Rain and freezing rain were in the forecast for parts of the Mid-Atlantic and New England Thursday, as travelers continued to make their way to friends and family for Thanksgiving Day.

Strong wind and rain plagued New York City early Thursday, causing officials to debate whether to fly the trademark big balloons of the Macy's Thanksgiving Day Parade. Parade fans awaited news all morning on whether the massive balloons that traditionally fly high above the procession on the street would be grounded.

Parade-goers donned rain slickers and held umbrellas to shield themselves from the rain all morning, as New York City police closed off streets, barricading onlookers into designated areas for the big event.

But in the end, the balloons flew above the parade, albeit a little lower than usual.

Across the country, airports reported delays as traffic jams clogged major thoroughfares for the holiday weekend.

Rain was to hit coastal areas along the East Coast, while freezing rain was possible in higher elevations of Pennsylvania and New York. Forecasters are predicting as much as two inches in some spots of Rhode Island before it lets up later Thursday evening; winds could gust more than 30 miles per hour. The rain canceled some high-school football games.

A wet Thanksgiving also was expected in many areas of the Northwest. Snow was expected in parts of Washington, Oregon, western Montana and Wyoming. But dry weather was forecast from the Plains to the Mississippi Valley, while mostly sunny skies were anticipated in the Southwest.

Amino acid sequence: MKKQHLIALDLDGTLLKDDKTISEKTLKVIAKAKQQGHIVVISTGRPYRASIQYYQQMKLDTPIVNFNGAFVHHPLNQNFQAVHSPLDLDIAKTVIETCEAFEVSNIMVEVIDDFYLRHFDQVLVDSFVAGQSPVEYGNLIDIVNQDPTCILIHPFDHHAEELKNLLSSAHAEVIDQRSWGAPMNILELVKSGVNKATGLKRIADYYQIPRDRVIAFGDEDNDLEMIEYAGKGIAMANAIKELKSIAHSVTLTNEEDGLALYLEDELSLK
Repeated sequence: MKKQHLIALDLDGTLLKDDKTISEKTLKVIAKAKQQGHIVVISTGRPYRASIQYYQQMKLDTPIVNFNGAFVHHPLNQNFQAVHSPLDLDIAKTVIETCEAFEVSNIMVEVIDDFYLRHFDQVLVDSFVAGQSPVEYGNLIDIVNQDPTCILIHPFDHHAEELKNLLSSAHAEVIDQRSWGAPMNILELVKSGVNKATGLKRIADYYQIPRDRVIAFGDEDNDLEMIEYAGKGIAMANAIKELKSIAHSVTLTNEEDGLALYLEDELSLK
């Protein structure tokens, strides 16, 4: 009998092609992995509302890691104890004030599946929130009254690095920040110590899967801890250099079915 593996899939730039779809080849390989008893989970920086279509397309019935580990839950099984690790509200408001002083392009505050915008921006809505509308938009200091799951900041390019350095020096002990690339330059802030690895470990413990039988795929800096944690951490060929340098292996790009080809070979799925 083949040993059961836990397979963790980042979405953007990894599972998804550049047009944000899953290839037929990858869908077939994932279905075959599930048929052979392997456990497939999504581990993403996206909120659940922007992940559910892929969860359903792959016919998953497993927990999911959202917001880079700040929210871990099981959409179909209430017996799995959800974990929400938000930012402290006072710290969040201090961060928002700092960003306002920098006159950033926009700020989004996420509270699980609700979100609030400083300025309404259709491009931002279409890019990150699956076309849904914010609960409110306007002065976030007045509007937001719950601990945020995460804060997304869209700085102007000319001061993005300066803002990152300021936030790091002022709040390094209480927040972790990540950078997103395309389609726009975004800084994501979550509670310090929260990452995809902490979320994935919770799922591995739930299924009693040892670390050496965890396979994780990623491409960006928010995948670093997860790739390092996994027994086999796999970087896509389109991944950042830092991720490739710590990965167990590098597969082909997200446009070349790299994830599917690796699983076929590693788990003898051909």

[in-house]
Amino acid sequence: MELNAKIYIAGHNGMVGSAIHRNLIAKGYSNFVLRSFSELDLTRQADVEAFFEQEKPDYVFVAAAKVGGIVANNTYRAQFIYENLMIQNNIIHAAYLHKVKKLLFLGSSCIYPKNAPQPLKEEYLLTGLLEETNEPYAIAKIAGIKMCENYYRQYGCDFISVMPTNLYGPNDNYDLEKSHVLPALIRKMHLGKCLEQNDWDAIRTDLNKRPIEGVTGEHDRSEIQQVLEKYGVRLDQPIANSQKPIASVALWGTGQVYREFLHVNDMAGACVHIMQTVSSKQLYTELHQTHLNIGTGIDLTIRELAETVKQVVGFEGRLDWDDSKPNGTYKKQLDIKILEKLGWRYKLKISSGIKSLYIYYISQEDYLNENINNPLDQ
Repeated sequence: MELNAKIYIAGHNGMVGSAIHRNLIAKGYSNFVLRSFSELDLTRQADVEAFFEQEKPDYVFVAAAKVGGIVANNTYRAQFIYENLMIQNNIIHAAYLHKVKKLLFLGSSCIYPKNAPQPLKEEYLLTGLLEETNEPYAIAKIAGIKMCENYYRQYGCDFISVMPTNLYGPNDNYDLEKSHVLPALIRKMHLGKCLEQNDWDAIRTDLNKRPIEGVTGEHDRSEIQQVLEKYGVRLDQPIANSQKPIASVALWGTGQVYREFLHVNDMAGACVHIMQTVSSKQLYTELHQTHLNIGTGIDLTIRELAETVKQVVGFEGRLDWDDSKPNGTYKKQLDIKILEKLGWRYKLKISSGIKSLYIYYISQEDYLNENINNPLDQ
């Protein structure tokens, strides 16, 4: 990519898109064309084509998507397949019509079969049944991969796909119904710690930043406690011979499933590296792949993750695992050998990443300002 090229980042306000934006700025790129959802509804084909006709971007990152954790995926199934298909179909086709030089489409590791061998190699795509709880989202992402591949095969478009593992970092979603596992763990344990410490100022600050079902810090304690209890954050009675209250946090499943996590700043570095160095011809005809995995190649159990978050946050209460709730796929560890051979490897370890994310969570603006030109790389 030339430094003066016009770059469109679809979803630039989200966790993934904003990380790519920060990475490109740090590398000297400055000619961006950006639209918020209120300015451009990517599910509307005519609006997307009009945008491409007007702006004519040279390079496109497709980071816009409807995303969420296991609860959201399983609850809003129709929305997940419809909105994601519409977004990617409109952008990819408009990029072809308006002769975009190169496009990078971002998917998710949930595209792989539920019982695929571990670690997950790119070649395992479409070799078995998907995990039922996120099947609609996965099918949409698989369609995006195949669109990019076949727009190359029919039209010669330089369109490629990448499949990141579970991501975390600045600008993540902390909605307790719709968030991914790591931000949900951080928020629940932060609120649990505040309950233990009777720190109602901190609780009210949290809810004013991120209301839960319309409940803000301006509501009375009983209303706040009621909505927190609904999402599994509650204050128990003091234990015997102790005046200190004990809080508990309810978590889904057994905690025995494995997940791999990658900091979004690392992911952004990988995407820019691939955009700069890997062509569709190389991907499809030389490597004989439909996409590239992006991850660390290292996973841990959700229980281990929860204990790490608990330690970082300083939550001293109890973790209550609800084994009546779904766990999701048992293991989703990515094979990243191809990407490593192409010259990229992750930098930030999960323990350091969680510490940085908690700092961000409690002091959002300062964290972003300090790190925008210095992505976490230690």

Although rain was tapering off across New Jersey, flood warnings remained in effect for large sections of the Jersey shore. The National Weather Service issued a flood warning for central and southern coastal areas until 4 p.m. Thursday.

A flatbed truck jackknifed, spilling 55-gallon drums of acetone and rubbing alcohol and shutting down one side of one of Southern California's busiest freeways near Los Angeles International Airport.

On Wednesday, long lines formed at airports well before daybreak, and some drivers in the South saw winter hit the roads early as millions of Americans made the annual dash home for Thanksgiving.

The AAA estimated that 38.3 million people would travel 50 miles or more for Thanksgiving — up a million from last year.

Moderating gas prices may be one reason for the increase, said the automobile association's Robert Sinclair.

Since peaking above $3 per gallon in early August, gasoline pump prices have dropped by around 80 cents per gallon nationwide in the past three months. Wednesday's nationwide average gas price was $2.23 a gallon, according to AAA.

Thanksgiving air travel was expected to surge, too. AAA predicted 4.8 million travelers will fly to their Thanksgiving destination. The Port Authority of New York and New Jersey anticipated 1.6 million passengers — about 2 percent more than last year — would pass through LaGuardia, John F. Kennedy International and Newark Liberty International airports.

At LaGuardia, arrivals were delayed about two hours Wednesday, and departures about an hour and a half, said Steve Coleman, Port Authority spokesman. Kennedy Airport had 30-minute delays on arrivals and departures, while Newark Liberty International Airport had an average hour-long delay on arrivals.